Summer Finance

Where’ve you been? Oh, sorry.  That was me gone too long.

Yes, I’ve been an absent blogger.  But, I’m back.

While I’ve been pondering where I’m taking this blog, this is how I’ve spent my summer and I’m happy to discuss the financial angles of each.

  • Managing the costs of various expensive household items
  • Coaching a new client
  • Being interviewed by Millionaires Unveiled
  • Blown away at the increase in my investment accounts

Fixing $tuff

As for #1, we all have to deal with things breaking.  These occurrences typically happen in succession.  Every homeowner knows what I mean. To compound matters, the latest malfunctions were simultaneous with my decision to move forward with a costly upgrade.  Luckily, I can fall back on my financial wizardry to pull me through.  Before handing over my credit card, I determined which aspect of life I could tolerate less: opening my garage door by myself or living without an extra air conditioner.  The garage door won. I don’t think I’ve opened my garage door since 1994 and my shoulder started to hurt just thinking about it.  After all, I get back and neck pain from sleeping.

To avoid a money crunch, here’s where the financial shuffling happened.  I was not about to start lifting my garage door, so that was fixed first, but delayed until after the beginning of my following credit card cycle.  What could wait was the air conditioner.  The unit in a nearby room will have to suffice until I’m ready to buy a new one with, of course, 12-month interest-free financing.

The curb-appeal upgrade was also purchased with 12-month interest-free financing.

Whew…everything covered.

This is an example of being proactive in managing expenses, not reactive.  According to the Federal Reserve Board’s latest report, an unexpected $400 expense is something that 40% of Americans would find catastrophic.  We write these blogs to help you overcome the anxiety attacks associated with unexpected expenses and land on the proactive side of life.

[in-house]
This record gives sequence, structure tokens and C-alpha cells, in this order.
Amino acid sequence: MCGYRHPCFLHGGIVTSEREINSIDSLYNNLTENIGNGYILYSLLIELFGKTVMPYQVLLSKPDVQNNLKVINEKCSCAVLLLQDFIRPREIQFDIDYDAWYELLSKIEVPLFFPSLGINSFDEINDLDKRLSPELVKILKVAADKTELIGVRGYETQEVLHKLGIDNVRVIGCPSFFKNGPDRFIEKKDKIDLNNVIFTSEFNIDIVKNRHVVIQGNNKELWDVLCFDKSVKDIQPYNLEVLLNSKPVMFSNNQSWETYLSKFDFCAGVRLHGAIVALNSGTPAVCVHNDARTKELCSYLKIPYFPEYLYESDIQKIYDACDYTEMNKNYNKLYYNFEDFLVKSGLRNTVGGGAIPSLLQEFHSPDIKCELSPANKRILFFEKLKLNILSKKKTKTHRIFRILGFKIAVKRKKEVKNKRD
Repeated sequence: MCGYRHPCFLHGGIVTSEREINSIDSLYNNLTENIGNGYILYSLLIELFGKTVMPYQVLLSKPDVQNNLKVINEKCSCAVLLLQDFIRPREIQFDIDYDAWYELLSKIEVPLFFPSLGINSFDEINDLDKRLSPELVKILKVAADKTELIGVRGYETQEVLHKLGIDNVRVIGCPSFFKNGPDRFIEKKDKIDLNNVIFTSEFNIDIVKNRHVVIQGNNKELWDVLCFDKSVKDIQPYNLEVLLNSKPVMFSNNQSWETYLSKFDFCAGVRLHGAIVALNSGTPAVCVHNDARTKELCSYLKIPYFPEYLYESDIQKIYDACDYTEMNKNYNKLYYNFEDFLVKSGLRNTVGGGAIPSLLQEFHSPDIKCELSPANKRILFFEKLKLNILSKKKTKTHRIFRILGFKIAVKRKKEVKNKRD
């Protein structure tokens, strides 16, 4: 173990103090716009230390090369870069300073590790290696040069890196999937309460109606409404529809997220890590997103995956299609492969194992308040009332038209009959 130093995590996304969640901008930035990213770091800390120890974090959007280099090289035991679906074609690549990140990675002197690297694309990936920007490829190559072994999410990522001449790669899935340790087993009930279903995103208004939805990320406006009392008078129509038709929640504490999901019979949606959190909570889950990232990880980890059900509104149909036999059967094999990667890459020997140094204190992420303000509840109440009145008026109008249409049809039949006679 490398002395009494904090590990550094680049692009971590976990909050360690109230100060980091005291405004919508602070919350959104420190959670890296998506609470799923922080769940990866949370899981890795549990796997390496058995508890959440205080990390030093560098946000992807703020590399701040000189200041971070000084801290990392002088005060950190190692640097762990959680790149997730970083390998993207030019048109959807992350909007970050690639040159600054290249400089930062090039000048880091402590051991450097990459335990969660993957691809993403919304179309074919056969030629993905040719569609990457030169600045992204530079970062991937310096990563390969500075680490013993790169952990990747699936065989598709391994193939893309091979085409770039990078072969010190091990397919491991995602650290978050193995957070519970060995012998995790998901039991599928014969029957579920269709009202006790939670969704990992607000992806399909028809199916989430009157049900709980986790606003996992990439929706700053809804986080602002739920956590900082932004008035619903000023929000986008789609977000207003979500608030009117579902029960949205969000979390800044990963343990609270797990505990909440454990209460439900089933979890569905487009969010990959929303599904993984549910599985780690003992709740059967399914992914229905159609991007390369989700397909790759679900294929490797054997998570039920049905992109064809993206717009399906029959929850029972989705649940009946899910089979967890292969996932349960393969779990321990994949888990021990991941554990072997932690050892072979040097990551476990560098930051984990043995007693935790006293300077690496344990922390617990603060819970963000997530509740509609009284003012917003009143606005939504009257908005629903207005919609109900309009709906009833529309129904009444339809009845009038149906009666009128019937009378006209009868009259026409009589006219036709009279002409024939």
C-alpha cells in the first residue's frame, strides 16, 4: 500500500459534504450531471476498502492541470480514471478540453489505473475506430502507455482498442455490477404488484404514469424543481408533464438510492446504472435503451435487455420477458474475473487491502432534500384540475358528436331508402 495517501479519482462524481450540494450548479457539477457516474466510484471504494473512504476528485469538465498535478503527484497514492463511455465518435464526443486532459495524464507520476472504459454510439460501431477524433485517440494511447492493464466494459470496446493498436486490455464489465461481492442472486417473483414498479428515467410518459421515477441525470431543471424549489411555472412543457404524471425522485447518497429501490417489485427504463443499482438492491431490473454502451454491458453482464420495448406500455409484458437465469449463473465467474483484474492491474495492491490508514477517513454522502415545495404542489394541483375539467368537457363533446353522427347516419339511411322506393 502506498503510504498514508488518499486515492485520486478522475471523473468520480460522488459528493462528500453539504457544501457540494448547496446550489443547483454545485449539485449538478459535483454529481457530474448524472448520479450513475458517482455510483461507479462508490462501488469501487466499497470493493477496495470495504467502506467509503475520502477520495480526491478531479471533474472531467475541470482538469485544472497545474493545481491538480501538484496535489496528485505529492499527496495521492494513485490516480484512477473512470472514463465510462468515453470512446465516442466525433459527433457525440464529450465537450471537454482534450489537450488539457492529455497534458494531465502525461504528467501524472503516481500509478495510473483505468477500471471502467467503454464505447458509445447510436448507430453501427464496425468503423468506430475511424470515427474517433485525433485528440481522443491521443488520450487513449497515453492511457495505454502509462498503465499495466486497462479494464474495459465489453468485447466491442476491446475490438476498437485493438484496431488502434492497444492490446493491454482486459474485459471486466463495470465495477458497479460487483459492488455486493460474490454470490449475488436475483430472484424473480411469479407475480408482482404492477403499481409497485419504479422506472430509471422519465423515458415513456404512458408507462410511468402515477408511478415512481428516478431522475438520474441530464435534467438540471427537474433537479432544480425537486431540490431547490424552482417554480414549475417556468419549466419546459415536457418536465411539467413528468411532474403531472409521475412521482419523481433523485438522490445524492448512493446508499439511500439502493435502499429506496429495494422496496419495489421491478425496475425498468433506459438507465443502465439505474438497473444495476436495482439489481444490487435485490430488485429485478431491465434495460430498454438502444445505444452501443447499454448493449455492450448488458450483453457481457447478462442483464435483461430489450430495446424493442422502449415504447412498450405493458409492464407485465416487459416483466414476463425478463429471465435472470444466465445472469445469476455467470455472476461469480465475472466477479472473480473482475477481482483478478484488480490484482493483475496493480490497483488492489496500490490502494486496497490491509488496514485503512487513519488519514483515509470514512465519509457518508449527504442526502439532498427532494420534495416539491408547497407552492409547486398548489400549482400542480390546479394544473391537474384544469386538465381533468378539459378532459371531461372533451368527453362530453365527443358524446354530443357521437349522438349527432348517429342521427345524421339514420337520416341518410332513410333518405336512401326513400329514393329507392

I met my coachee from a live financial planning presentation that I conducted in a local school.  She’s a wonderful lady that feels the need for one-on-one help.  I plan to make her my project.  If I were going to a coach, I would want them to make me their special project, not give me textbook answers.  If I went to a personal trainer, I would want them to assess my current physical condition and turn me into Jessie Graff.  Jessie Graff, for those that don’t know the name, is a female athlete on American Ninja Warrior where contestants demonstrate superhuman strength and techniques to conquer physical obstacles.  Well, maybe I won’t turn into Jessie, but my trainer should make me the best me, using benchmarks of progression.

My client is a typical suburbanite with a family, a good job, and lots of debt.  She knows she earns a respectable salary but feels she should be more comfortable with her financial status.  She has no background in finances as her talents lie in the artistic side of reality.  Thank God for people like that, otherwise, we’d all be looking at stark white walls and bland wooden floorboards.  I give this person lots of credit for recognizing her weaknesses and making the effort to change.